I certainly hope a Pro² will use either.

    I have long had a dream on a generic slab without a back, and let the user choose between different battery-backs OR a keyboard and battery-back.
    Sort of what Moto tried, but WITHOUT the battery and exterior flat back of the base unit.
    Then the base device could have a broad audience AND could be upgraded over the years, keeping the backs.
    And we could have a super slim device with the slimmest back for the dinner jacket, and larger ones for more demanding scenarios.
    And of course the all important landscape keyboard slider-back. Preferable angled like the Pro¹,
    And perhaps even a keyboard-slider-back in the wrong direction to please the BB-users.

    The important thing here is that the base do not need to be flat, but could be shaped with room for the slider mechanism, to keep the device thin.

    Oh and a tiny thing with swappable batteries, the base units should have a very small backup (capacitor?), large enough to put the device to sleep and keep it like that for some seconds while the battery is swapped. Perhaps after say five seconds going into aeroplane mode temporarily.

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    #13424
    skkayman
    skkayman
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    Non-replacable batteries = thinner phone which is what most people wants (dunno why O.o, for me, thin phone is hard to hold).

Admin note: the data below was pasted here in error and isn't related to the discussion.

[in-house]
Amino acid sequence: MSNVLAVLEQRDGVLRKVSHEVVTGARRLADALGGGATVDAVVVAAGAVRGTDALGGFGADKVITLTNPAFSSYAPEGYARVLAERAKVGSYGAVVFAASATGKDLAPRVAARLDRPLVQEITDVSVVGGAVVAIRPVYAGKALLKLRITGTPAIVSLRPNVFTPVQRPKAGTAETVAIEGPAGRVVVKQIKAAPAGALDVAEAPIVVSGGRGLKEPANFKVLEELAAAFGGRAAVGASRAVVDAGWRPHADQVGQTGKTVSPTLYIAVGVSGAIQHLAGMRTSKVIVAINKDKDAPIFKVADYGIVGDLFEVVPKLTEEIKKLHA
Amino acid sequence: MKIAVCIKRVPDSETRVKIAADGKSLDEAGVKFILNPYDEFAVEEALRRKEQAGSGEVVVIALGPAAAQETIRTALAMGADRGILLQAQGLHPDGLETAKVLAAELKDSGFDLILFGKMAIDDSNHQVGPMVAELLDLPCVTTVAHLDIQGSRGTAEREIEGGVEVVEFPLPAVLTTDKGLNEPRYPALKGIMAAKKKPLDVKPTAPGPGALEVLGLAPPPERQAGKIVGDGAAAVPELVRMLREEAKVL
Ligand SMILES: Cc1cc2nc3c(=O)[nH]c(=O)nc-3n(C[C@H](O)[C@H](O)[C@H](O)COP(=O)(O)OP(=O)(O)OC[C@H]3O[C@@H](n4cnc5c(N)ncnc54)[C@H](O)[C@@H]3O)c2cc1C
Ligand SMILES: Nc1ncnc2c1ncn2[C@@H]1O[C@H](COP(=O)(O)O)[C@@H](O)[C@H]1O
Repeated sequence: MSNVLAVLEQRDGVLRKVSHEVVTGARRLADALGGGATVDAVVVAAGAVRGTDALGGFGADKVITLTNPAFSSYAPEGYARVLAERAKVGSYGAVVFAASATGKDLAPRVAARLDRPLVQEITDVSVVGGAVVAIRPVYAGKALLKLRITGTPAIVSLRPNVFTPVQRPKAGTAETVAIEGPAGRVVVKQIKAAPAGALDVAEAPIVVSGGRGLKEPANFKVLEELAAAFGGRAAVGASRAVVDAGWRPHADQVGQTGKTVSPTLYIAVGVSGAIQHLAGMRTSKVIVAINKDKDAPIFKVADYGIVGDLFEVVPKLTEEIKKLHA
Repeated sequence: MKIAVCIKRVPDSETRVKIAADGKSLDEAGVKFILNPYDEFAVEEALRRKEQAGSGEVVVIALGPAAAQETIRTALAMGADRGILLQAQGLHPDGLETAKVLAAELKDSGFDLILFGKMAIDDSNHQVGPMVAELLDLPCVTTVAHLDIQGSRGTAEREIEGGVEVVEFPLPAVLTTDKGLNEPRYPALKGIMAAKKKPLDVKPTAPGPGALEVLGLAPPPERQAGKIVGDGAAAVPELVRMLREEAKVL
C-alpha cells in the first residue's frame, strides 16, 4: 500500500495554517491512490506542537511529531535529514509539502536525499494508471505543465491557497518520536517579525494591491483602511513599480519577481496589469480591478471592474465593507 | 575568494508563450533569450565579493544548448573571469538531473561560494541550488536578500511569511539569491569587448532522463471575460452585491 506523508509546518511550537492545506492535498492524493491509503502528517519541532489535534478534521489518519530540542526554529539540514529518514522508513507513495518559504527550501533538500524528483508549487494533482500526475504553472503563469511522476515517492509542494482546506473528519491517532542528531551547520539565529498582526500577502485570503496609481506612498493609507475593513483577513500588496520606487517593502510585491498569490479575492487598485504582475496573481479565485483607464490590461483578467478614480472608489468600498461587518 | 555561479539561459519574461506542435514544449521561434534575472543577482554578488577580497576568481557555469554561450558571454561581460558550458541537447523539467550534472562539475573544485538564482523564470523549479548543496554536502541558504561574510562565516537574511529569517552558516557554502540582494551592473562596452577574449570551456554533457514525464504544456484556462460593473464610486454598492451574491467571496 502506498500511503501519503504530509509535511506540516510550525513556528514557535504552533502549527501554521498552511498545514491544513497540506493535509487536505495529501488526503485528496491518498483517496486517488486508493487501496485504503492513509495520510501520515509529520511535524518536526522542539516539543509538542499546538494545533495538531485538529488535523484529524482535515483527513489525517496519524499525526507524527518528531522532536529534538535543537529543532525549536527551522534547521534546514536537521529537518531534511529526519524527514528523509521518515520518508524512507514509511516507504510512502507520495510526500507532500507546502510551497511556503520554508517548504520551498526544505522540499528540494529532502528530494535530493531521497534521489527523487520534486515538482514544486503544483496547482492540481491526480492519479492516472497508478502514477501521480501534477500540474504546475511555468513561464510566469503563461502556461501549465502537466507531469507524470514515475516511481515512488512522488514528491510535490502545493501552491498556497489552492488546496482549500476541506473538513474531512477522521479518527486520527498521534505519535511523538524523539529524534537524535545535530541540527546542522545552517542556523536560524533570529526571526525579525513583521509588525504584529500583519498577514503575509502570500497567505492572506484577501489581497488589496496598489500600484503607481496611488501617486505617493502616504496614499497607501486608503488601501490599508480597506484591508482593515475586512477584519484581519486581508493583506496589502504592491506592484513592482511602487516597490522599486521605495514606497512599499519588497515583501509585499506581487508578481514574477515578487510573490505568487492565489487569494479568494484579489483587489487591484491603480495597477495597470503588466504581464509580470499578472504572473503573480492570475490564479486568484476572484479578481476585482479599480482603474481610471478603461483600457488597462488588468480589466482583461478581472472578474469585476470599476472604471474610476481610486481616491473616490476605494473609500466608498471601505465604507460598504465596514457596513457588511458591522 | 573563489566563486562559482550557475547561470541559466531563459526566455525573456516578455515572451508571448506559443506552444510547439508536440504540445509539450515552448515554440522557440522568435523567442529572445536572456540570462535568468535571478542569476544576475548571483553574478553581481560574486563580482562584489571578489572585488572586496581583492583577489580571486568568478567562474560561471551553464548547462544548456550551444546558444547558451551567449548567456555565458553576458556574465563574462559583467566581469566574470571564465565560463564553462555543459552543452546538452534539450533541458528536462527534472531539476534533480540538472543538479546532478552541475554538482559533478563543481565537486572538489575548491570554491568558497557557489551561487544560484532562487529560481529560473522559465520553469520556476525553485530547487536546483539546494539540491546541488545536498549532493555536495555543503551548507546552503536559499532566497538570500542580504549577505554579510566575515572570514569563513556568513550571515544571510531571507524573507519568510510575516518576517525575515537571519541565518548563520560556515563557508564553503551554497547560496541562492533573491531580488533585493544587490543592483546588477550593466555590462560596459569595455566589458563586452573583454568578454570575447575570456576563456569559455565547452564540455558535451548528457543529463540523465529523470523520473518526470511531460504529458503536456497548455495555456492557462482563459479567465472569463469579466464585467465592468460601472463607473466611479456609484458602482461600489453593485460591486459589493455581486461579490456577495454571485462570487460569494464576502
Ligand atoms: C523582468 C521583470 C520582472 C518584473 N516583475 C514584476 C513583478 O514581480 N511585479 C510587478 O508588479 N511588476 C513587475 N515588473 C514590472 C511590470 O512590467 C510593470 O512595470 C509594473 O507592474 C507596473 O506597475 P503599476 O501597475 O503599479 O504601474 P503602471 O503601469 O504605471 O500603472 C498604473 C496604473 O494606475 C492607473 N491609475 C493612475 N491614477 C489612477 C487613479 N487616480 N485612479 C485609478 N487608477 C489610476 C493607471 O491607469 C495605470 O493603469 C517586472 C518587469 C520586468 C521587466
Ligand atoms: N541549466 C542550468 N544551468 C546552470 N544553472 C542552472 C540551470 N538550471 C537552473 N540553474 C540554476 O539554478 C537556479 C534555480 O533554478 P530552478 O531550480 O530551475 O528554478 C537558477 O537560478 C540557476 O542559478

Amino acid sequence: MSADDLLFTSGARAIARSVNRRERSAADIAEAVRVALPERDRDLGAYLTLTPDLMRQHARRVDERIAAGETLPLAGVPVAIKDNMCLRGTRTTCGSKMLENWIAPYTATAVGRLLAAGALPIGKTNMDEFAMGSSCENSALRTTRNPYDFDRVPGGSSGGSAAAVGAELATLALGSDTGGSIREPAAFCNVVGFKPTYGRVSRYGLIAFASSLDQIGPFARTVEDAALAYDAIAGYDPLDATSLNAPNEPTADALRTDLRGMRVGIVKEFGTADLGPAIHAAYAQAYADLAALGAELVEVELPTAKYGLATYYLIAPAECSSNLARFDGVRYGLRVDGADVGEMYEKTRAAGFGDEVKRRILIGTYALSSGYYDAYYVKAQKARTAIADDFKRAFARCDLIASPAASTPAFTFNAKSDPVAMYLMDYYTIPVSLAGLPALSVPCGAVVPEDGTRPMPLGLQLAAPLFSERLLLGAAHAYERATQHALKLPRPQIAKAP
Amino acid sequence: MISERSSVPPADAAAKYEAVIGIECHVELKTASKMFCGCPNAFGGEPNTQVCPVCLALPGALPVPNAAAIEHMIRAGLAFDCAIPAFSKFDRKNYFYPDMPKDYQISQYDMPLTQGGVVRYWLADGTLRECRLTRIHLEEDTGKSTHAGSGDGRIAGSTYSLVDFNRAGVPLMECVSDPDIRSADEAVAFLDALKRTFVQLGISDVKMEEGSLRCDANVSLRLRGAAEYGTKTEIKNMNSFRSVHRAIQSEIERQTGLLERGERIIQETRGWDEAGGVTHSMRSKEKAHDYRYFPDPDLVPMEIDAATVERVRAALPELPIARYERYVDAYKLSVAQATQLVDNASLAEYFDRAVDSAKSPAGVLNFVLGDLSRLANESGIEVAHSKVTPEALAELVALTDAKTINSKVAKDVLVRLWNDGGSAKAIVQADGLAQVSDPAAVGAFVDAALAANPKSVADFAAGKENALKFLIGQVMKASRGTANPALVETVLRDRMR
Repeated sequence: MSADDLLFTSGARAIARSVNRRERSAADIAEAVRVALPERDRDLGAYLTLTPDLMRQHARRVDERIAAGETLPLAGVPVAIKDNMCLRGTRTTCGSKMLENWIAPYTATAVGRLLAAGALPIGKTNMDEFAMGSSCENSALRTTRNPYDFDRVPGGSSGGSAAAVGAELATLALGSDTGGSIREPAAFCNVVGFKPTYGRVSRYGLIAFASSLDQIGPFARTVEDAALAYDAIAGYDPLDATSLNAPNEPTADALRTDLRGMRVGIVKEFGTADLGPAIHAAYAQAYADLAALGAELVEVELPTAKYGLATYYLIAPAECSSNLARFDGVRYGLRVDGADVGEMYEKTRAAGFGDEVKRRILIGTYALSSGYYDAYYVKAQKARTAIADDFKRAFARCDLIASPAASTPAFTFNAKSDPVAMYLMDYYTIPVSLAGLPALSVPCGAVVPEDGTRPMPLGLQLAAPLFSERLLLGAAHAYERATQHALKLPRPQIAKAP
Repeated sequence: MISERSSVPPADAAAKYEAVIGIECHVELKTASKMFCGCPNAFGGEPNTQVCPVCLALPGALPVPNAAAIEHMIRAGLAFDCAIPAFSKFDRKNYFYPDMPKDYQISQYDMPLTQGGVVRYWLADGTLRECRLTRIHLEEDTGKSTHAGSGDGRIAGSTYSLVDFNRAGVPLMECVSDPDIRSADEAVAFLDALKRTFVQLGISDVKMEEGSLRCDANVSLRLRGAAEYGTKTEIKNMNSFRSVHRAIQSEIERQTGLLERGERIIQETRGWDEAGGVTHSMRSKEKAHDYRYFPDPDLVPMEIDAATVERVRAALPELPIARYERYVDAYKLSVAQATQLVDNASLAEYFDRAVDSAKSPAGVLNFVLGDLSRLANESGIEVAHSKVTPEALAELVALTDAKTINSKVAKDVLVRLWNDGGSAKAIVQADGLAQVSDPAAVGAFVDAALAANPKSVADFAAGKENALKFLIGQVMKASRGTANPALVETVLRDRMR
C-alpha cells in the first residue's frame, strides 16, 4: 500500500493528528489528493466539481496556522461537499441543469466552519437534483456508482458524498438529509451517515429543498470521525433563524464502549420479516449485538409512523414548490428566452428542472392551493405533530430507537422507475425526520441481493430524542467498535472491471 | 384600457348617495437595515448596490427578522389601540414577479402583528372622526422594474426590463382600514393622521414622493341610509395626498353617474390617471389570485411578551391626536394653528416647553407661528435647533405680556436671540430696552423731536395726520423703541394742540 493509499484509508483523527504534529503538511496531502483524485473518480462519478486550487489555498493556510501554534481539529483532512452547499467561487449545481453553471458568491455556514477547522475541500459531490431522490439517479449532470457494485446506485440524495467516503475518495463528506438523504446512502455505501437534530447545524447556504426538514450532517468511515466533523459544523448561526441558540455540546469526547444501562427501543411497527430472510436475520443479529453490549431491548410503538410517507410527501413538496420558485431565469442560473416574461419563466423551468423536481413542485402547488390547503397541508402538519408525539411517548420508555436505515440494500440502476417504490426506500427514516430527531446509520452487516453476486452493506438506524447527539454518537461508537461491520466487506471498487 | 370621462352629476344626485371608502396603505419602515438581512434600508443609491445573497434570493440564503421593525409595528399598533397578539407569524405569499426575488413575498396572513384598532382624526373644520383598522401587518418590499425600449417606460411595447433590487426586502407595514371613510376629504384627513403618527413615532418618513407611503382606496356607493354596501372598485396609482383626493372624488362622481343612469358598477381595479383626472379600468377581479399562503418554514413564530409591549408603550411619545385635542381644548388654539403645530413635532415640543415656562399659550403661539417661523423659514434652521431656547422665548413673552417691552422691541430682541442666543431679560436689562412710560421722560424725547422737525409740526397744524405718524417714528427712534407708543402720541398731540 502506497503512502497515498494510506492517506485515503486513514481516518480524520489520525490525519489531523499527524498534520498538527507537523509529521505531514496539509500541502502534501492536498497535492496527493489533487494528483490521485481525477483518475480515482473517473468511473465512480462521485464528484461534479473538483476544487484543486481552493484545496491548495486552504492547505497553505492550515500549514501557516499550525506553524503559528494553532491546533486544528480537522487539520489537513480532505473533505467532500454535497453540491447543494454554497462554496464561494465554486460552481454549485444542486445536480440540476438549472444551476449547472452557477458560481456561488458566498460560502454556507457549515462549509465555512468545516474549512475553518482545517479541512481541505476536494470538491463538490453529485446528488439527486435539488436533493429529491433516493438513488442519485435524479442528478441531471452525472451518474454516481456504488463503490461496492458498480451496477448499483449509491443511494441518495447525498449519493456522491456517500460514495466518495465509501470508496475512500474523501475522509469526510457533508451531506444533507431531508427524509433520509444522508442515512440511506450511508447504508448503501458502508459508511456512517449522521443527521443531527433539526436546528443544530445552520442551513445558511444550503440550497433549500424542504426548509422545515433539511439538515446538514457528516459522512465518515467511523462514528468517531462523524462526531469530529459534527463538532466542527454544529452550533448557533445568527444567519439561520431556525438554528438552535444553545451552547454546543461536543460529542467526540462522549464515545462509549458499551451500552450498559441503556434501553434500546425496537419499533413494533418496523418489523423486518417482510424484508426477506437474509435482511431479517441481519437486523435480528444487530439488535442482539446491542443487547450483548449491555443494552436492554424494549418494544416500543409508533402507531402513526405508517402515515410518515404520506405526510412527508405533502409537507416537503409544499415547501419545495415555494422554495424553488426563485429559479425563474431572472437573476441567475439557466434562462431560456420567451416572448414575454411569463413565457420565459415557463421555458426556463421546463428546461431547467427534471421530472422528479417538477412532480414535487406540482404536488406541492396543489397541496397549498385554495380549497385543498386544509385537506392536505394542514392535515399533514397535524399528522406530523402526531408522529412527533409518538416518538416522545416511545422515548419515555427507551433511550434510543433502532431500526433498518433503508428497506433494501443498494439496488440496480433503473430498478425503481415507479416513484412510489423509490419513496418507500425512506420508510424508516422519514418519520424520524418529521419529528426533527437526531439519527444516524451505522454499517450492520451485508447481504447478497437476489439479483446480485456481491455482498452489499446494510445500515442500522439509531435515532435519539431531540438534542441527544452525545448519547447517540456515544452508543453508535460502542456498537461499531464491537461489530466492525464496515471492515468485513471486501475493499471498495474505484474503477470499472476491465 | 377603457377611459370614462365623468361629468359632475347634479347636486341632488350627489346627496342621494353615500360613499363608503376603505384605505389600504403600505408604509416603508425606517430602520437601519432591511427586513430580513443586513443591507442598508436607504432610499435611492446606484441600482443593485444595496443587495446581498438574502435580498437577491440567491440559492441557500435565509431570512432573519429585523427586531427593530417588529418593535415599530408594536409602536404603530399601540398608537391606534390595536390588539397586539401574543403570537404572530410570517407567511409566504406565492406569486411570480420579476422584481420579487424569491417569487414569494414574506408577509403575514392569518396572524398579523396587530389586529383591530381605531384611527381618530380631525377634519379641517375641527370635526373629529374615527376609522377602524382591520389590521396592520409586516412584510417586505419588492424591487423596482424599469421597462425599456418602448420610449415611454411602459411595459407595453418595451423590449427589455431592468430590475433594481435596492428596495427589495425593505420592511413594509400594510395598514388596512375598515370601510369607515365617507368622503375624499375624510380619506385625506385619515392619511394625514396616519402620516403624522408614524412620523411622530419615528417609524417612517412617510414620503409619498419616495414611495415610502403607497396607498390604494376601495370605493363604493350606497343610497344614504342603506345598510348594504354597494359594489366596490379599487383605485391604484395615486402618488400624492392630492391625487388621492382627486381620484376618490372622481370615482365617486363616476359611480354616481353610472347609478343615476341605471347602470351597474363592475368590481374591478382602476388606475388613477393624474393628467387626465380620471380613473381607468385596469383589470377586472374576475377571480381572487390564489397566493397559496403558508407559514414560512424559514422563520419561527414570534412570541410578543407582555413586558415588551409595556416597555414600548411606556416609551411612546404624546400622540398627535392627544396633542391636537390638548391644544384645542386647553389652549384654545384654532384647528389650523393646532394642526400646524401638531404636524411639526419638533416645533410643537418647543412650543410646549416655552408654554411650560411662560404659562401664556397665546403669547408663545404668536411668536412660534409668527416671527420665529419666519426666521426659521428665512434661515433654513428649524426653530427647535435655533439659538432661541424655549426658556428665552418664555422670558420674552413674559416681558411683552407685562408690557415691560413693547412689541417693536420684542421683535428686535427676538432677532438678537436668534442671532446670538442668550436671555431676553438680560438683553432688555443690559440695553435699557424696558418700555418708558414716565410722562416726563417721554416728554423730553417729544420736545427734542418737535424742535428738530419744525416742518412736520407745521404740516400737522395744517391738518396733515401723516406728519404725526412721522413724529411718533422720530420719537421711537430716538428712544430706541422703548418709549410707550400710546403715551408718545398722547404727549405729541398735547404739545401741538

AND
    Non-replaceable batteries = when battery is dead, most people buy a new phone and not battery. Only some replace the battery in service for a big price. And only a few has no problem replace the battery by themself.. So it is profitable for manufacturer.

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    #13436
    EskeRahn
    EskeRahn
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    Non-replaceable batteries = when battery is dead, most people buy a new phone and not battery. Only some replace the battery in service for a big price. And only a few has no problem replace the battery by themself.. So it is profitable for manufacturer.

    Totally agree here.
    Early on when I bought a new device, I gave the old one away, and with a new battery or two, it would be as new. After a couple of year an ‘old’ flagship is comparable to a new midranger, so now sending the device in somewhere for a battery swap, would easily be for a price comparable with a new midranger, so it just end up as waste…

    Again here aPple are the greedy crooks, they were the first to on a massive scale use this planned obsolescence nonsense, and frankly I wish that a large player like the EU would say that by a certain year (say 2025) it would simply not be allowed to sell battery-products without a user-replaceable battery inside the EU.

    #13518
    jason
    DW
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    People do the same with laptops as well. I have a laptop from 2010 the spec are only just dropping below the mid range ones now and it performs fine in all things except playing modern games. A bit of TLC for a device is usually all it takes :D